This is the story of my dislocated shoulder recovery. I’m not a doctor, this is not medical advice.
Bikers: If you get nothing else from this post, watch this video Showing Kocher’s method for putting your shoulder back in (I paid a very nice ER doc $800 for a live demonstration). Of course, you should see a doctor as soon as you can, but maybe it will spare you a scary hike.
One Sunday (July 25, 2015) when I was bored with riding on the road, I took off for a trail ride. It was an amazing 45 minutes before I got into trouble. I started on the beginner trails at Duthie Hill. Even though it was a damp morning, the trail was so nice I kicked myself for not going up there once a week all summer.
I started slowly and cautiously. I’ve had bad luck falling off my mountain bike – a couple times since I got it last year. After the beginner trail, I went to another nearby Grand Ridge trail which is more difficult (see photo above). I rode a ways out before turning around. Unfortunately on the way back I hit a loose patch of gravel on the outside of a narrow turn. My front wheel washed out to the right and I flew like superman into the ground – landing mostly on my chest. I landed with just the right forced to dislocate my left shoulder.
A nice young lady came along two minutes later. I asked her “This doesn’t look normal does it?” showing her my shoulder. “No,” she said. She graciously pushed both of our bikes out while I hiked. I carried the weight of my left arm in my right-hand. Surprisingly, it was not that painful. I didn’t relax until we hiked / jogged for about 20 minutes out to the road.
I’m writing this post to share some of the supplements I found trying to accelerate my recovery. Unfortunately, it’s been very slow. Over a hundred days now. I was able to get back on my bike after about 2 1/2 months, but I completely missed the last month of the race season. Luckily, it was only about two weeks that my arm was in a sling and I couldn’t type. It seems like my shoulder will be back to normal around the end of the year (5 months total).
Wondering how to heal a dislocated shoulder faster? Here are some of the supplements I that I tried.
- Gelatin (collagen) – (helps re-grow tissue)
- Fish oil
- Daily vitamin
- Cissus quadrangularis (helps joint healing)
- Magnesium (relaxes muscles)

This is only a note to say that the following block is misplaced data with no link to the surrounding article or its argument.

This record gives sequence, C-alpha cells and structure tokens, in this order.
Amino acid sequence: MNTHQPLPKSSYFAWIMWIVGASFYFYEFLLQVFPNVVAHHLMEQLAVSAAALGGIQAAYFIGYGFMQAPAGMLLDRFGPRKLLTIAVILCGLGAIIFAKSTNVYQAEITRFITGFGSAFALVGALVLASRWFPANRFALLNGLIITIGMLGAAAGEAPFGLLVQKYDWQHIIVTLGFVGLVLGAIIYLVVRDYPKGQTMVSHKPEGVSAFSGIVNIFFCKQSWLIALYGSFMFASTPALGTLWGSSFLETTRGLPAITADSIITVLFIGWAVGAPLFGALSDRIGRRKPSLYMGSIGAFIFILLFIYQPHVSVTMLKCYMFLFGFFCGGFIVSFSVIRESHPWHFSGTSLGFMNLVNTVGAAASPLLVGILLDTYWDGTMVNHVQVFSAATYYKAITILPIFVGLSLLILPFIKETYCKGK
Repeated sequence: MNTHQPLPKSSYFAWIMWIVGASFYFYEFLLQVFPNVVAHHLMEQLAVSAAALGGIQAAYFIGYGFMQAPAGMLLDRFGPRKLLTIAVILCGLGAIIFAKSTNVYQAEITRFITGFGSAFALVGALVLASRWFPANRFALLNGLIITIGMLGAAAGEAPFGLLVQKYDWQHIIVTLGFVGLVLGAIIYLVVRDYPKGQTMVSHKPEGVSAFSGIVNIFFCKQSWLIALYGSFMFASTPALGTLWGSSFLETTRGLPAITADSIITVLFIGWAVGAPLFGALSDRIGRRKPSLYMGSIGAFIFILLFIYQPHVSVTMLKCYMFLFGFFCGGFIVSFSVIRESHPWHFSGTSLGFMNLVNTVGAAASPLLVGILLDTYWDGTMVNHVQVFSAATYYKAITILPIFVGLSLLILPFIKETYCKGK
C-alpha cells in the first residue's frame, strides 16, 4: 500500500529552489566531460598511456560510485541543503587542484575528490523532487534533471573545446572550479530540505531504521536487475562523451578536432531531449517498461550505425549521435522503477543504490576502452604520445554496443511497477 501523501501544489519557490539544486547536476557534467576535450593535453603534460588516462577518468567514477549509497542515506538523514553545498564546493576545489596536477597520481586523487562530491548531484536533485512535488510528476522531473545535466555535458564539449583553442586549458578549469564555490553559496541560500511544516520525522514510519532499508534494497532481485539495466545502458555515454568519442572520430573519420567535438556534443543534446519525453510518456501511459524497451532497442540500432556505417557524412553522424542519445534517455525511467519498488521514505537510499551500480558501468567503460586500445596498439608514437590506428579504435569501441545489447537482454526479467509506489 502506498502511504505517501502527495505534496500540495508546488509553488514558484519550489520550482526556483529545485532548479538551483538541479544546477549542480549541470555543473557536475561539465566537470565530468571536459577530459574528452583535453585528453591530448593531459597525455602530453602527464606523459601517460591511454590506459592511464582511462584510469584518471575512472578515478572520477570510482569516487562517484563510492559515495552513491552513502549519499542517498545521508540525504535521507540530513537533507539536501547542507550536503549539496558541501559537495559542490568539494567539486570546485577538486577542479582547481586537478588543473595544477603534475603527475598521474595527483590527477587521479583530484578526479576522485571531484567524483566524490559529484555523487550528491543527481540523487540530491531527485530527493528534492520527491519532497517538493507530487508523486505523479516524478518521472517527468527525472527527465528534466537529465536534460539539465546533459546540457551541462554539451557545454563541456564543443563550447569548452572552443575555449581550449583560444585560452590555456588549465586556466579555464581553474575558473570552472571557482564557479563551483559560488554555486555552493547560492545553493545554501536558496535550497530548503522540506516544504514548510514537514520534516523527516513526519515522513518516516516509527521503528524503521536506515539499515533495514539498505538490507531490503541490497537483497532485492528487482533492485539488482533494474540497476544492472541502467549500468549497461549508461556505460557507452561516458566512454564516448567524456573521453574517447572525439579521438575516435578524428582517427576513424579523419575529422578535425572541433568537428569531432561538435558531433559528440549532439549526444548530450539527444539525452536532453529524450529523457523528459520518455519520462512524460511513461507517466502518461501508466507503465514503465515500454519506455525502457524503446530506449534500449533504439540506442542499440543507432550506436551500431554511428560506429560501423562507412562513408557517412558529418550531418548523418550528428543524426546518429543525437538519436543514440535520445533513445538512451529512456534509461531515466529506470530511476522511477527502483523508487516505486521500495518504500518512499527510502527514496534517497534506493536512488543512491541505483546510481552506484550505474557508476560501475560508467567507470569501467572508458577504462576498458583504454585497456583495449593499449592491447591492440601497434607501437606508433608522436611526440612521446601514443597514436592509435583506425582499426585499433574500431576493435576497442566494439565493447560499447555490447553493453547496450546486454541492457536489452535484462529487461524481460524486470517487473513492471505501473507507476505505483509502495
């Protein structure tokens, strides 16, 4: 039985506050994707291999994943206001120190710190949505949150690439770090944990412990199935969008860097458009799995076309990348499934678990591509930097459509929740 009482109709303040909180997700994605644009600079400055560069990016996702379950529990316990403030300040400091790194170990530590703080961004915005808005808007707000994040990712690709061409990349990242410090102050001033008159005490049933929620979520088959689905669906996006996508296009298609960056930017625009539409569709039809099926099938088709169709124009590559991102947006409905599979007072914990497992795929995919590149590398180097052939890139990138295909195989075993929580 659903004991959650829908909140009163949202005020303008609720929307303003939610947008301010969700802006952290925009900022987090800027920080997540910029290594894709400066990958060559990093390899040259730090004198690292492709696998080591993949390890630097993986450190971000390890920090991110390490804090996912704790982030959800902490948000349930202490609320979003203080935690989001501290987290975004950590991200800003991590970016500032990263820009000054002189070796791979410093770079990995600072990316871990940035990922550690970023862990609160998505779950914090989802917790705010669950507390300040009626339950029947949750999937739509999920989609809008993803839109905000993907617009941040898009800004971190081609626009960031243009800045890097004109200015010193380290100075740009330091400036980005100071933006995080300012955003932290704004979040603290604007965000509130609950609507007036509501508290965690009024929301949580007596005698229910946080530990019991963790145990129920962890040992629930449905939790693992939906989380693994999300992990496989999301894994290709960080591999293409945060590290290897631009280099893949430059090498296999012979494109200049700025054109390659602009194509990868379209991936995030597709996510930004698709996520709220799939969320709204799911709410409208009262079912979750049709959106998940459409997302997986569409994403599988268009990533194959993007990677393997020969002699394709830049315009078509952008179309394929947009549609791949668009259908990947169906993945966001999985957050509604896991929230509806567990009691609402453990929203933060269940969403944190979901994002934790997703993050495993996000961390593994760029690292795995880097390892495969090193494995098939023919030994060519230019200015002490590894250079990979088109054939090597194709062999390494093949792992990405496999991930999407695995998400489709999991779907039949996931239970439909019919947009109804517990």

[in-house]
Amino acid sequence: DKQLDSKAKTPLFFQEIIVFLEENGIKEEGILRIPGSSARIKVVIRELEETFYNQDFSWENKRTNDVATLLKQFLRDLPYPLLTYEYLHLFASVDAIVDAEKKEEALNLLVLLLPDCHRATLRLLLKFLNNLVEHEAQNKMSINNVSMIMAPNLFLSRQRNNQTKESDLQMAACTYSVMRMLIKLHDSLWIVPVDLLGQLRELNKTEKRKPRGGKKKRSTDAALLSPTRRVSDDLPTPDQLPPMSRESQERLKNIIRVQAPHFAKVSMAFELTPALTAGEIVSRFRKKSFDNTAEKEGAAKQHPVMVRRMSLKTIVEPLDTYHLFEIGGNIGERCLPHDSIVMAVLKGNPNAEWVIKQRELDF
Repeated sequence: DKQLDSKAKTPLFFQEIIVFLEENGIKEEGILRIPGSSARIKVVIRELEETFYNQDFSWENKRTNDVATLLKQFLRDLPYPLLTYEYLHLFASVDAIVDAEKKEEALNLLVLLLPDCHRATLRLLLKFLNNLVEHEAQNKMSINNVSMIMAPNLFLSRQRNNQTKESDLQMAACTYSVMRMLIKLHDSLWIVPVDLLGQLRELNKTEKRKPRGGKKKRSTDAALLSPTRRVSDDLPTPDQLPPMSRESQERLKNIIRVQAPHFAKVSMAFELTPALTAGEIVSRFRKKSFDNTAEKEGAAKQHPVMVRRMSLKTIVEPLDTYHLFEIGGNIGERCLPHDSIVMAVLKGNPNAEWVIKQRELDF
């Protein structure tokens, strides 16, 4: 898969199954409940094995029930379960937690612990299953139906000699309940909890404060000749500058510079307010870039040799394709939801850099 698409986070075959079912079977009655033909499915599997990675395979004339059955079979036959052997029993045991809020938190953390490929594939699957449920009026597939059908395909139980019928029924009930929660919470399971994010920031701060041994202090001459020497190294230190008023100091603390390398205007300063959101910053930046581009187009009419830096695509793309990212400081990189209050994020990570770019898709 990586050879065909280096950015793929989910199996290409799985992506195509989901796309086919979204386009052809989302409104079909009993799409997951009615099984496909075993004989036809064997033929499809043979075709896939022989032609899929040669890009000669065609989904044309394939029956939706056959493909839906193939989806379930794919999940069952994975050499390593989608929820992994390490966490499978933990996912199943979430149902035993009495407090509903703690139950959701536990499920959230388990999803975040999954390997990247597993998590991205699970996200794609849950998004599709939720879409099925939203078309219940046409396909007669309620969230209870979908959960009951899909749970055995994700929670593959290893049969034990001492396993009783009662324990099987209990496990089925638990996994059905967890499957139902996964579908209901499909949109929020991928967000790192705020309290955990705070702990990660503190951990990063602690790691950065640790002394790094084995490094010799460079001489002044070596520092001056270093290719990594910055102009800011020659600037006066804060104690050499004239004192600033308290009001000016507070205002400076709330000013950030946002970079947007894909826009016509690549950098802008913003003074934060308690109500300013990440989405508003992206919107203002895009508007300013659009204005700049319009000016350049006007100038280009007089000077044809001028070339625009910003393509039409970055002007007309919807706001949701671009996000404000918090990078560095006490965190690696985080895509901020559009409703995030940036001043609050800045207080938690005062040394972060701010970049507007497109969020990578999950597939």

- Ginger tea (reduces inflammation)
I also used a heating pad, stability ball, foam roller, and tennis ball in a sock to release tight back muscles.
It’s really only Advil that I can definitively point to as helping my recovery. I should’ve taken more sooner in order to sleep better and heal faster, but I didn’t like the idea of numbing the pain. I suspect the nice snugness of my newly reformed shoulder capsule is likely due to many of the supplements that I took (primarily the Gelatin).
I did a number of exercises recommended by a physical therapist. Other than slowly strengthening and stretching my shoulder, it’s hard to say which helped the most. So I won’t list them here.
The big lesson from this dislocated shoulder recovery is that I need to keep working on my skills. The Total cost of the accident: a $2,000 trip to the ER, and a $1,000 chipped tooth.
Update: Day 87 (12.5 weeks)
Motion continues to increase slightly every day. I’ve started doing Tony Horton’s Shoulder rehab workout.
Update: Day 102 (14.5 weeks, 5 November 2015).
I was still having trouble sleeping last week. I can’t get used to sleeping on my back. A cold I got earlier in the summer came back. I’m pretty sure it’s because I wasn’t getting enough sleep (5 hrs a night). On a doctor’s recommendation, I’m back doing three Advil an hour before bed. It’s made a big improvement in my sleep.
Update: Dislocated shoulder recovery – 2 years later
Wow, I’m re-reading this and remembering how rough my recovery was. I’ve had two great bike-race seasons in 2016 and 2017 since my accident. According to Strava, I was back on the bike by September 2015. I slowly eased in to more riding and running, and added lots of Zwift. My left shoulder is still slightly less mobile than my right, but no pain. Fingers crossed I won’t be writing another blog post like this.